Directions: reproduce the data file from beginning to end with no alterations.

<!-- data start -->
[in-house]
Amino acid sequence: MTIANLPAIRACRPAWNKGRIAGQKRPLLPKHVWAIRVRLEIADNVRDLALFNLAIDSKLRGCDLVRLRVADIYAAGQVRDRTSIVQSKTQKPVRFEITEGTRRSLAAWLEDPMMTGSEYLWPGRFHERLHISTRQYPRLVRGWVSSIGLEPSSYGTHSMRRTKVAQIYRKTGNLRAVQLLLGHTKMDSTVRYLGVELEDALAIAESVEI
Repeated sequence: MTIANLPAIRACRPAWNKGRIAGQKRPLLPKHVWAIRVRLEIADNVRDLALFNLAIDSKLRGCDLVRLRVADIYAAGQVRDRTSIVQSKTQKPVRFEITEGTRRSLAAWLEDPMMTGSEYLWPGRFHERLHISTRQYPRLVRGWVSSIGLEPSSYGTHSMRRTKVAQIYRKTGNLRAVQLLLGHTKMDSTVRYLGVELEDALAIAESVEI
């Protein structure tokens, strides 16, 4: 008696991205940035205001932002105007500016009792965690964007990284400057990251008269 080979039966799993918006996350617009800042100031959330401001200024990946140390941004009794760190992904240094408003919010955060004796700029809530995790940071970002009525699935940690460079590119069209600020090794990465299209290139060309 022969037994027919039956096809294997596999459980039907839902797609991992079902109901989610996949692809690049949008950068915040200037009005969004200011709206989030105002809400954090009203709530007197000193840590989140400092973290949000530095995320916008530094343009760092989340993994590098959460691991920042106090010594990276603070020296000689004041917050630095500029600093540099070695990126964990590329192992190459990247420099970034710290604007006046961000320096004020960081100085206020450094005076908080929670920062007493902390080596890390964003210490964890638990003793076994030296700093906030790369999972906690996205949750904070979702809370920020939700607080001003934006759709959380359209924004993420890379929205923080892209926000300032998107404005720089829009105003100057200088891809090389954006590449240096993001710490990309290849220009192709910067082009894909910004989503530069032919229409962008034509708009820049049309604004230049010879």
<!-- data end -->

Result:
[in-house]
Amino acid sequence: MTIANLPAIRACRPAWNKGRIAGQKRPLLPKHVWAIRVRLEIADNVRDLALFNLAIDSKLRGCDLVRLRVADIYAAGQVRDRTSIVQSKTQKPVRFEITEGTRRSLAAWLEDPMMTGSEYLWPGRFHERLHISTRQYPRLVRGWVSSIGLEPSSYGTHSMRRTKVAQIYRKTGNLRAVQLLLGHTKMDSTVRYLGVELEDALAIAESVEI
Repeated sequence: MTIANLPAIRACRPAWNKGRIAGQKRPLLPKHVWAIRVRLEIADNVRDLALFNLAIDSKLRGCDLVRLRVADIYAAGQVRDRTSIVQSKTQKPVRFEITEGTRRSLAAWLEDPMMTGSEYLWPGRFHERLHISTRQYPRLVRGWVSSIGLEPSSYGTHSMRRTKVAQIYRKTGNLRAVQLLLGHTKMDSTVRYLGVELEDALAIAESVEI
């Protein structure tokens, strides 16, 4: 008696991205940035205001932002105007500016009792965690964007990284400057990251008269 080979039966799993918006996350617009800042100031959330401001200024990946140390941004009794760190992904240094408003919010955060004796700029809530995790940071970002009525699935940690460079590119069209600020090794990465299209290139060309 022969037994027919039956096809294997596999459980039907839902797609991992079902109901989610996949692809690049949008950068915040200037009005969004200011709206989030105002809400954090009203709530007197000193840590989140400092973290949000530095995320916008530094343009760092989340993994590098959460691991920042106090010594990276603070020296000689004041917050630095500029600093540099070695990126964990590329192992190459990247420099970034710290604007006046961000320096004020960081100085206020450094005076908080929670920062007493902390080596890390964003210490964890638990003793076994030296700093906030790369999972906690996205949750904070979702809370920020939700607080001003934006759709959380359209924004993420890379929205923080892209926000300032998107404005720089829009105003100057200088891809090389954006590449240096993001710490990309290849220009192709910067082009894909910004989503530069032919229409962008034509708009820049049309604004230049010879």